So a component declared in a file named Home.vue will automatically have the name Home since v3.2.34.

defineOptions macro

A new macro (a compile-time helper like defineProps and defineEmits) has been introduced to help declare the options of a component. This is available only in script setup component, and can be handy to declare a few things like the name of a component, if the inferred name is not good enough or to set the inheritAttrs option:

defineOptions({ name: 'Home', inheritAttrs: true });

defineSlots macro

Another macro called defineSlots (and a slots option if you’re using defineComponent) has been added to the framework to help declare typed slots. When doing so, Volar will be able to check the slot props of a component. Let’s say an Alert component has a default slot that exposes a close function:

  default: (props: { close: () => void }) => void;

If the Alert component is not used properly, then Volar throws an error:

<Alert><template #default="{ closeAlert }">...</template></Alert>
// error TS2339: Property 'closeAlert' does not exist on type '{ close: () => void; }'.

The returning value of defineProps can be used and is the same object as returned by useSlots.

experimental defineModel macro

When you have a custom form component that just wants to bind the v-model value to a classic input, the prop/event mechanic we saw can be a bit cumbersome:

  <input :value="modelValue" @input="setValue($event.target.value)" />

<script setup lang="ts">
defineProps<{ modelValue: string }>();
const emit = defineEmits<{ 'update:modelValue': [value: string] }>();
function setValue(pickedValue) {
  emit('update:modelValue', pickedValue);

It is now possible to simplify this component, by using the defineModel (experimental) macro:

  <input v-model="modelValue" />
<script setup lang="ts">
  const modelValue = defineModel<string>();

defineModel also accepts a few options:

  • required: true indicates that the prop is required
  • default: value lets specify a default value
  • local: true indicates that the prop is available and mutable even if the parent component did not pass the matching v-model

A useModel helper is also available if you don’t use script setup.

Note that this feature is experimental and opt-in. For example, in Vite:

plugins: [
    script: {
      defineModel: true

default value for toRef

It is now possible to define a default value when using toRef():

const order = { quantity: undefined }
const quantity = toRef(order, 'quantity', 1); // quantity is 1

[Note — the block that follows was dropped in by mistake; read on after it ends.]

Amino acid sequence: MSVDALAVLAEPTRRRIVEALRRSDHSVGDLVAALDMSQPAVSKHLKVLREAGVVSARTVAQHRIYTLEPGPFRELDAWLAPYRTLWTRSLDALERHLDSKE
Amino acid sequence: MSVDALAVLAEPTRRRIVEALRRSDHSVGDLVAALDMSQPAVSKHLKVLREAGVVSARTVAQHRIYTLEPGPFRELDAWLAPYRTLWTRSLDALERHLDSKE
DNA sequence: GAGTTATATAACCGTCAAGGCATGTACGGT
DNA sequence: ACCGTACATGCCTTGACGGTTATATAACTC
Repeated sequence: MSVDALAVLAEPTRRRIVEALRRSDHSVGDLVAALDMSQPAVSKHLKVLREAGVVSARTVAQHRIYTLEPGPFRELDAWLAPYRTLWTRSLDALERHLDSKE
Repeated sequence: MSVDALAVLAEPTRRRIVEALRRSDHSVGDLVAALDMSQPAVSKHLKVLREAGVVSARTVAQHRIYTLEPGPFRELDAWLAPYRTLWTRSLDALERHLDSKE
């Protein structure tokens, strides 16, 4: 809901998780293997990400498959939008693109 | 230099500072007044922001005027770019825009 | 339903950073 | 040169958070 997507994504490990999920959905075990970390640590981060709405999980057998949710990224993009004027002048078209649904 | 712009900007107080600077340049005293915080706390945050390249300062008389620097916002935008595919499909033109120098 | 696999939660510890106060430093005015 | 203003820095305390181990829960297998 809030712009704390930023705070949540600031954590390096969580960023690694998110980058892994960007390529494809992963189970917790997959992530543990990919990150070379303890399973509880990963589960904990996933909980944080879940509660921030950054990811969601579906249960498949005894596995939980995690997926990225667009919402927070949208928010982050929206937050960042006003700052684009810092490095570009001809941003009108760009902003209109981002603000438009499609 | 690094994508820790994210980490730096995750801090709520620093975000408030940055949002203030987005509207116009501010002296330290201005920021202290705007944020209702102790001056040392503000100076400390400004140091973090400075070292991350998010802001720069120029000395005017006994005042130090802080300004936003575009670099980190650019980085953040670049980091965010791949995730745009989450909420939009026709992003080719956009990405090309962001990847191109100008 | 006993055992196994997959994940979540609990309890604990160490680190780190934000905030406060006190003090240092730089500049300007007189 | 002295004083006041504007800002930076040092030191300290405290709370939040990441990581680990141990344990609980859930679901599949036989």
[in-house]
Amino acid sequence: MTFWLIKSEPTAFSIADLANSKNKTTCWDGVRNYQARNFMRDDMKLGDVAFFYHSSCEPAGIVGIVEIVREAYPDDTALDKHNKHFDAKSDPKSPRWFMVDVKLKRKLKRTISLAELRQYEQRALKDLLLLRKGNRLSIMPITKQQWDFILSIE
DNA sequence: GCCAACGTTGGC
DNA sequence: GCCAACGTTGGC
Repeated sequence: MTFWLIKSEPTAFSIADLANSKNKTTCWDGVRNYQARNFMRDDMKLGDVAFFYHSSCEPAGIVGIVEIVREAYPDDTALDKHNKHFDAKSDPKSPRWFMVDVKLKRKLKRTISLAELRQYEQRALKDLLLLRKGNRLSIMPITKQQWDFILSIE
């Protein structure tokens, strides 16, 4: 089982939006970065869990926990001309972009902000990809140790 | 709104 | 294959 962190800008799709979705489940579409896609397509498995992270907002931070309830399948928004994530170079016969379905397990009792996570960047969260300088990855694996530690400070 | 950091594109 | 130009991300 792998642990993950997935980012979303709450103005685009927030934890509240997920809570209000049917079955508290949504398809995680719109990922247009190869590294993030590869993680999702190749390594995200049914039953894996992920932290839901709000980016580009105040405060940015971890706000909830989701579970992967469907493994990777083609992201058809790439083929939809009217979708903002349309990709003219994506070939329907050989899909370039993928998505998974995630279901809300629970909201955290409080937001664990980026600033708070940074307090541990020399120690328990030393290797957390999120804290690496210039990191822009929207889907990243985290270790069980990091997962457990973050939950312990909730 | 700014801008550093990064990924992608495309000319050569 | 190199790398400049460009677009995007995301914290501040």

Note that this works only if the value is undefined.


A new utility function called isShallow is now available. It allows checking if a variable is deeply reactive (created with ref or reactive) or “shallow” (created with shallowRef or shallowReactive).

v-for and ref

Vue 3 now behaves like Vue 2 used to behave when using ref inside v-for: it populates an array of refs.

<script setup>
import { ref } from 'vue'
const divs = ref([])

  <div v-for="i of 3" ref="divs">{{ i }}</div>
  <!-- divs is populated with an array of 3 refs -->
  <!-- one for each HTMLDivElement created -->
  <div>{{ divs }}</div>

aliases for vnode hook events

Vue allows you to listen for lifecycle events in templates, both for elements and components. The syntax in Vue 3 is @vnodeMounted for example. In Vue v3.3, it is now possible to use @vue:mounted instead, which is a bit more understandable. @vnode hooks are now deprecated.

<script setup>
import { ref } from 'vue'

const isMounted = ref(false)
const onDivMounted = () => isMounted.value = true

const condition = ref(false)
setTimeout(() => condition.value = true, 3000)

  <div>isMounted: {{ isMounted }}</div>
  <div @vue:mounted="onDivMounted()" v-if="condition">Hello</div>

You can try this example in this online demo.

suspensible Suspense

Suspense is still experimental but gained a new prop called suspensible.

The prop allows the suspense to be captured by the parent suspense. That can be useful if you have nested Suspense components, as you can see in the PR explanation.

console available in templates

A small (but useful when debugging) improvement in templates is the possibility to directly use console:

<input @input="console.log($event.target.value)">

To conclude, let’s see what happened in the ecosystem recently.


Since Vue v3.2, the Vue team started a new project called create-vue, which is now the recommended way to start a Vue project. You can use it with

npm init vue@next

create-vue is based on Vite v4, and officially replaces Vue CLI.

If you missed it, create-vue recently added the support of Playwright in addition to Cypress for e2e tests! It now also supports TypeScript v5 out of the box.